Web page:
Tuesday, November 06, 2012
1. Apps. In the mobile data world, apps helped break open the market. In the fixed broadband market they are not new, but they may redefine how we use the internet.
2. Mobile-only. Why hang on to fixed voice, unless it is given for free as an add-on.
3. Unified communications. A call is routed to any handset, based on preferences managed in a portal such as Google Voice.
4. Quad play. The 3P and mobile are combined into a 4P. The addressable market is much smaller than the 3P market. Virgin Media UK's 4P penetration grows very slowly and now stands at 15.6%.
5. OTT. Apps, whether independent (Skype, WhatsApp, Viber, Facebook Messenger, Google Talk, Rebtel, VoipBuster, Kakao, KeKu, IKmobiel, Tango, Fring, Nimbuzz, eBuddy) or operator-controlled (pfingo (StarHub), Joyn (Vodafone, T-Mobile), TuMe (Telefonica), UPC Phone, SmartCall (Virgin Media UK)) branch out to offer a full communications suite (text, voice, video calls), from fixed, mobile and WiFi, with free on-net calls.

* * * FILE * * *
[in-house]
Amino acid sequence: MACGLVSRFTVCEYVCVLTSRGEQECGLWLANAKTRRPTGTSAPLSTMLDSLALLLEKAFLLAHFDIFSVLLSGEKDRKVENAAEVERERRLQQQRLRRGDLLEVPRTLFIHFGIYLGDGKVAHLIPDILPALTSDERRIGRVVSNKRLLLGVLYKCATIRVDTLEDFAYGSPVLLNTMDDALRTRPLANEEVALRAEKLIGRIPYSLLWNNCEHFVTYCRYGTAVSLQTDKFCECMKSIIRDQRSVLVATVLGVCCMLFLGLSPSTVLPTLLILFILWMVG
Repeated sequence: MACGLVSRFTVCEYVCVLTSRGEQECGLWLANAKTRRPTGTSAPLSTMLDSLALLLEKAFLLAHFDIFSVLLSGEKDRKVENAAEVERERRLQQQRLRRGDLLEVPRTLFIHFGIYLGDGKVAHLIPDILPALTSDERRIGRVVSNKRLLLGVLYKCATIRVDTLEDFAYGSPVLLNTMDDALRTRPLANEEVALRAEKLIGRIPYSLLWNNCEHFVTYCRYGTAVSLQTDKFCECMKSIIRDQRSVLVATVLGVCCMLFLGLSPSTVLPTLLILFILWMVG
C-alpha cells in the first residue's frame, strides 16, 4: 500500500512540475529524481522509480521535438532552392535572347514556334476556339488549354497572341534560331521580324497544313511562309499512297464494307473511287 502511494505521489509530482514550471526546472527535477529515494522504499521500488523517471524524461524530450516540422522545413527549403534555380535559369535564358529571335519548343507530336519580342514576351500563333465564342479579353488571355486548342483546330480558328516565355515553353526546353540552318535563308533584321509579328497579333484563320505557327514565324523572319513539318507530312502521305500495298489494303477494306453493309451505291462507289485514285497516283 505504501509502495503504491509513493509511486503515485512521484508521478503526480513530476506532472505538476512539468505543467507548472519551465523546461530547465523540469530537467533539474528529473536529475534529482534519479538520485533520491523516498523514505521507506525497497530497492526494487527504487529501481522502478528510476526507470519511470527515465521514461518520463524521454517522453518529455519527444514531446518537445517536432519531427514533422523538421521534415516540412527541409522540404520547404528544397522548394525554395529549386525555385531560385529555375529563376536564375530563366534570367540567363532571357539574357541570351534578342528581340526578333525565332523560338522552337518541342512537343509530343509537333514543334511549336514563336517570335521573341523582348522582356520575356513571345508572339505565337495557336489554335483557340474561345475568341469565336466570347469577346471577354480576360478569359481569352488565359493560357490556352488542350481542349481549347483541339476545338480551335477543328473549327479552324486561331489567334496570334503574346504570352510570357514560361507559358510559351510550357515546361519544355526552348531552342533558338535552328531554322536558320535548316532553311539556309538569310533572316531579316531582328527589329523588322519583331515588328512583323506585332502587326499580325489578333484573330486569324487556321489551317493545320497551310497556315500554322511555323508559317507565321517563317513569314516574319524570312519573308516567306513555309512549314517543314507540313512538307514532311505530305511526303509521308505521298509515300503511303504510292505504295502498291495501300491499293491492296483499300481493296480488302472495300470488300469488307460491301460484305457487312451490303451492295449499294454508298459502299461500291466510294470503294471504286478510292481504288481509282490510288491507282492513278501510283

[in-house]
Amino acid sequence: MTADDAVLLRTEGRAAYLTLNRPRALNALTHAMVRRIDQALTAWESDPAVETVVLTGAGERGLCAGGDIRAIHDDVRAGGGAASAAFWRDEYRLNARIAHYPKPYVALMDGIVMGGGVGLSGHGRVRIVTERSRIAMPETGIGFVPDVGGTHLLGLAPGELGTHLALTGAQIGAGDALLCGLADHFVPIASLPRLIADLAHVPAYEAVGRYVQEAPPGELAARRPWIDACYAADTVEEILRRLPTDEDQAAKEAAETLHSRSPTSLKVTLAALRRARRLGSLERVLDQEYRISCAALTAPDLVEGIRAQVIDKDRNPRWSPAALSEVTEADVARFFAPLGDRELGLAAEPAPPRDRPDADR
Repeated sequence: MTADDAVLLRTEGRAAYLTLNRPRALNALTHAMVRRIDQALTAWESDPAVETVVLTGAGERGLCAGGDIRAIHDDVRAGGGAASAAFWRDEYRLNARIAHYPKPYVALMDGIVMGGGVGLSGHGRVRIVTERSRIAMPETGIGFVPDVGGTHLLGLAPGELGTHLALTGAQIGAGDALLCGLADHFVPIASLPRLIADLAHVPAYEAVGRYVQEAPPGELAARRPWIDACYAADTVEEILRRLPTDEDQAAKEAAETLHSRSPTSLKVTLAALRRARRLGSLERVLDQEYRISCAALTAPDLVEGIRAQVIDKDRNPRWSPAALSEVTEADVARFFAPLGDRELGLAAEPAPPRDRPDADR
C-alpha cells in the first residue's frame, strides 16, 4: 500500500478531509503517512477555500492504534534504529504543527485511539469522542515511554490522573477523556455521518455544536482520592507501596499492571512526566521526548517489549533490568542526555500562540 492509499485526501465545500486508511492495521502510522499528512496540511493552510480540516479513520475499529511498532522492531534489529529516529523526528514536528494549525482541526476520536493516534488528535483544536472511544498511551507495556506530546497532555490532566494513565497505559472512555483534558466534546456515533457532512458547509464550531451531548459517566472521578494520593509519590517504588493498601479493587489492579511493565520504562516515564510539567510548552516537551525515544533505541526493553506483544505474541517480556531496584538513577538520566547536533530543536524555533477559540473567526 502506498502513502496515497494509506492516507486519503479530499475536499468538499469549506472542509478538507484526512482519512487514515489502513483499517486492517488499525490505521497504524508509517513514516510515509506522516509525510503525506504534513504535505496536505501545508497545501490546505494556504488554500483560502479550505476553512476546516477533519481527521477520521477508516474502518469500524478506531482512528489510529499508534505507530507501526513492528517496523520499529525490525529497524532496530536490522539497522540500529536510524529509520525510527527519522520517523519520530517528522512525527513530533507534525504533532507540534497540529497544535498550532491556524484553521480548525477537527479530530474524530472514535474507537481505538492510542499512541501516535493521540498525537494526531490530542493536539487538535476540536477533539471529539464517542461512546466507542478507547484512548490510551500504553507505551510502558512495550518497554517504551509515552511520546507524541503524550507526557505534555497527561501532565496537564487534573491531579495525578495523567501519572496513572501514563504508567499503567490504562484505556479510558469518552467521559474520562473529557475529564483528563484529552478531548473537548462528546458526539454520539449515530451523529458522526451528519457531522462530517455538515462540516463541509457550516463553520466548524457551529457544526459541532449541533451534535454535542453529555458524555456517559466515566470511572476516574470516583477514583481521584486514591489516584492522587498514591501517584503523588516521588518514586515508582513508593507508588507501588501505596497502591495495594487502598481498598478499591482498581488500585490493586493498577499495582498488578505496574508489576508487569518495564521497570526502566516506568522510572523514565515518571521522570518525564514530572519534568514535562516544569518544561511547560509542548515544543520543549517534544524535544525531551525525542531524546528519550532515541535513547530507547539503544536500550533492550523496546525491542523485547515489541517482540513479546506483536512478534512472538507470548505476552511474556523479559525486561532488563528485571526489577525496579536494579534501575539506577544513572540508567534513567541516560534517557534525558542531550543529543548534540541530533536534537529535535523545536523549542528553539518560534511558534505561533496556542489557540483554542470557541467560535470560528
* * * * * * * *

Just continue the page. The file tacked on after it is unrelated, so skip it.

6. TV Everywhere. Content on any screen, primarily VOD but live TV as well. Primarily in and around the home, but anwhere as well (Slingbox, Belkin's @TV).
7. Second screen. The tablet or smartphone functions as second screen, as social TV or as remote control.
8. Cloud. Content (and in TV Everywhere: the UI) moves into the cloud (Apple iCloud, Google Drive, Amazon Cloud Drive etc.) and so can be consumed on any connected device/screen.
9. WiFi. This is where fixed and mobile networks meet, whether public (free or net), private (whether open or closed) or shared (MiFi, TriFi) hotspots. Backhaul network (fixed or mobile, or even satellite) is more or less irrelevant. Cable companies consider foregoing mobile and focus on WiFi instead.
10. LTE. This may be a fixed-line replacement. Not for the entire market, but the addressable market could still be interesting. See for instance Cota's TD-LTE in Spain.
at 2:23 pm